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Study: The Economic Well-being of Women in Canada, 2015

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Released: 2018-05-16

As the participation of women in the labour force has increased over time, so too has their role in their own economic well-being and that of their families. Women's individual income has grown, largely due to their employment earnings, which now constitute a greater share of family income.

The interaction of gender, age, and family type are explored in "The Economic Well-being of Women in Canada," a chapter of Women in Canada: A Gender-based Statistical Report, released today. Using data from a variety of sources, this chapter provides a comprehensive look at gender differences in individual income; contributions to family income; wealth; and low income.

The gender gap in individual income has narrowed over the past 40 years

The gender gap in individual income—the difference between the average individual income of women and men—was reduced by half from 1976 to 2015 (in constant 2015 dollars), from $32,300 ($16,100 versus $48,400) to $16,100 ($35,300 versus $51,400). Most of the decrease in the gender gap in individual income occurred from 1976 to 1995, largely due to an increase in women's average individual income. Since then, the gender gap in individual income has been relatively stable.

Employment earnings account for most of the growth in women's individual income

Income can come from a variety of sources, including employment earnings (that is, wages, salaries, commissions, and self-employment), market income other than earnings (for example, investments and private pensions), and government transfers (for example, the Canada Child Tax Benefit, Old Age Security and the Guaranteed Income Supplement, and Employment Insurance).

Women's employment earnings accounted for the majority of the growth in their individual income from 1976 to 2015: an increase of 59% for all women, and 81% for core-working aged women (25 to 54 years). Over the same period, men's earnings decreased (8% for all men, and 5% for men aged 25 to 54).

Women's earnings make up a larger share of family earnings than ever before

For most families, the largest share of their income comes from employment earnings. In general, women's earnings account for a smaller portion of family earnings than do men's, however, that portion has grown over time. In families where there was an employed woman aged 25 to 54, their earnings accounted for 47% of family earnings in 2015—an increase of 22 percentage points from 1976 (25%).

Men's earnings accounted for a diminishing share of family earnings, at 66% in 2015—a decrease of 12 percentage points from 1976 (78%). Overall, the proportion of family income from earnings decreased from 1976 to 2015, from 86% to 74%.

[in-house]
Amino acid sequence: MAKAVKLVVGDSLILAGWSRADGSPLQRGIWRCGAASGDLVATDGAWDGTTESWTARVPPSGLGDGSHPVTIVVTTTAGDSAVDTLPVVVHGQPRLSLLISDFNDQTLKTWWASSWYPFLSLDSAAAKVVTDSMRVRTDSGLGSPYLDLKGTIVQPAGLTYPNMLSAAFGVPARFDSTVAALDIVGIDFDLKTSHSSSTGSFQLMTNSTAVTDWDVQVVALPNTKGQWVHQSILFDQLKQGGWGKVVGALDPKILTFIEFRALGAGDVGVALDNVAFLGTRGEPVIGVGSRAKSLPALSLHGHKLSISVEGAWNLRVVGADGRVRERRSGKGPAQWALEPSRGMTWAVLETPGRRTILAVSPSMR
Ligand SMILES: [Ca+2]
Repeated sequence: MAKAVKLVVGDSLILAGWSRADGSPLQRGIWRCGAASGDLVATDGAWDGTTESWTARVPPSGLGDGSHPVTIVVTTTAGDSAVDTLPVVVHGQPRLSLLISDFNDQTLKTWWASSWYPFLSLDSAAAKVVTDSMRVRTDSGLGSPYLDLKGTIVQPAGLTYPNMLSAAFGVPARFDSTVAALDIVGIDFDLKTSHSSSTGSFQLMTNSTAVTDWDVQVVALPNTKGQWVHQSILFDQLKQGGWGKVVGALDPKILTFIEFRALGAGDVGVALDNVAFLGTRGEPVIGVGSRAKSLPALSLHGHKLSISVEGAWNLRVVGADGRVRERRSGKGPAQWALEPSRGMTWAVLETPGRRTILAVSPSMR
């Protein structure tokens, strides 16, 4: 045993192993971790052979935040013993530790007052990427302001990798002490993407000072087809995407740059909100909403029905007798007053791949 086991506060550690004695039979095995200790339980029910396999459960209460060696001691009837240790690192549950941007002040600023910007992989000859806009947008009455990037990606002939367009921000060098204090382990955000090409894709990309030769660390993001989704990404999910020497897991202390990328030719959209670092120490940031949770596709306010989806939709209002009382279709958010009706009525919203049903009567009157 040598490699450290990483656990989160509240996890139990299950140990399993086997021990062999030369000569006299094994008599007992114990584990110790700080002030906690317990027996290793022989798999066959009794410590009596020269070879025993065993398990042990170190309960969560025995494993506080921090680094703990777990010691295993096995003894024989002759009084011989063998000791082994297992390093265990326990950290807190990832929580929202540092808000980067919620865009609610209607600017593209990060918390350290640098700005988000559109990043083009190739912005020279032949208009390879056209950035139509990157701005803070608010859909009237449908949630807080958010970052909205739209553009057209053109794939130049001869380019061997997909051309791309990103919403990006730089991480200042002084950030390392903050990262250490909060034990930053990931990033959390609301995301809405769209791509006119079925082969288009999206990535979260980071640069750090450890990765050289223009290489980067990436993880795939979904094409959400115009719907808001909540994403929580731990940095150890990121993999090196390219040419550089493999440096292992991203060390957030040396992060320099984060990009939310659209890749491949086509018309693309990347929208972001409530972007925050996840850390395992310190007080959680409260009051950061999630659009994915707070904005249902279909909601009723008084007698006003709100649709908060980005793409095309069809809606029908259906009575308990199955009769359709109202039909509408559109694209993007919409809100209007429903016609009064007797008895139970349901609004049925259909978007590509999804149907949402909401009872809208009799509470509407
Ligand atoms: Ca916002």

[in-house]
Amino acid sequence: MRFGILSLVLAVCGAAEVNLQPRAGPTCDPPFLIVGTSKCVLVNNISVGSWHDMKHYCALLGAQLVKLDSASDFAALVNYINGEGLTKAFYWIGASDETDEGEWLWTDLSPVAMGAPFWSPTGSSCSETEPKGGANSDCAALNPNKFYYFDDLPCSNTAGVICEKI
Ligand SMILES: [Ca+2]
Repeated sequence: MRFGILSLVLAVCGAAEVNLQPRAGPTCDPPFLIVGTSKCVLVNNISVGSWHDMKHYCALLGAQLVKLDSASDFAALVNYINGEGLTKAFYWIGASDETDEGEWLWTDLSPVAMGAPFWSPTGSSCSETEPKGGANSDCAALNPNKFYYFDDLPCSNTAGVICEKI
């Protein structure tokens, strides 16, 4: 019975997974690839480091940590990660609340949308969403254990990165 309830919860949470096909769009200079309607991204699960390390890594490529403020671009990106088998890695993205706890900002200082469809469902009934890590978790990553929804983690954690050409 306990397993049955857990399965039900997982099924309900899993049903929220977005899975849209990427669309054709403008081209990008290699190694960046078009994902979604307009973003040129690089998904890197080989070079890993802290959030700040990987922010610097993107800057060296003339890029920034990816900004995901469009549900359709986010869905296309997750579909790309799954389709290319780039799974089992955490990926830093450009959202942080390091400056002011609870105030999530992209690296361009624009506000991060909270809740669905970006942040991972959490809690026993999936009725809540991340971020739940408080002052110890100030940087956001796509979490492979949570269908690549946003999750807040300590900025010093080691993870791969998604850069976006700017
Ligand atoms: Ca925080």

Family income is highest for women in couples with children, lowest for lone mothers

Family type is an important predictor of women's economic well-being. Women tend to be economically vulnerable outside of marriage and common-law unions, particularly when these relationships have ended. According to the 2016 Census of Population, 56% of women aged 15 and over were part of a couple. Of those women who were not part of a couple, 20% were lone parents.

Couple families with children had the highest average income ($126,200) in 2015, followed by couple families with no children ($119,100). The income of lone parents was greater, on average, than that of unattached individuals (that is, single people with no children). However, in both cases, women made significantly less than their male counterparts. Specifically, the average income of lone mothers was $53,800, which was $27,900 less than the average income of lone fathers ($81,700). Similarly, the average income of unattached women was $8,700 less than the average income of unattached men ($36,600 versus $45,300).

  Note to readers

Sex-disaggregated data presented in this article are based on multiple Statistics Canada sources, including the Survey of Labour and Income Dynamics, the Canadian Income Survey, the Survey of Financial Security, and the 2016 Census of Population.

Estimates exclude territories and First Nations reserves.

Well-being is a multi-faceted state characterized by health, happiness, and prosperity. A particular aspect of well-being—economic well-being—has both a present component and a future component. In the present, economic well-being is defined by the ability of individuals and small groups, such as families/households, to consistently meet their basic needs for survival, to make economic choices, and to feel a sense of security, satisfaction, and personal fulfillment.

Individual and family income refer to total market income before taxes, plus government transfers.

Constant dollars refer to the dollars of several years expressed in terms of their value (that is, "purchasing power") in a single year, called the base year. This type of adjustment is done to eliminate the impact of widespread price changes.

Government transfers include direct payments from governments, such as Old Age Security, the Guaranteed Income Supplement, Canada/Quebec Pension Plan benefits, social assistance, Employment Insurance, Workers' Compensation, the Child Tax Benefit, as well as refundable tax credits, such as the goods and services tax, harmonized sales tax and provincial/territorial tax credits.


This release is based on the chapter "The Economic Well-being of Women in Canada," part of Women in Canada: A Gender-based Statistical Report, seventh edition (Catalogue number89-503-X), which is now available. The publication Women in Canada: A Gender-based Statistical Report is a collaborative effort of Status of Women Canada and Statistics Canada.

Contact information

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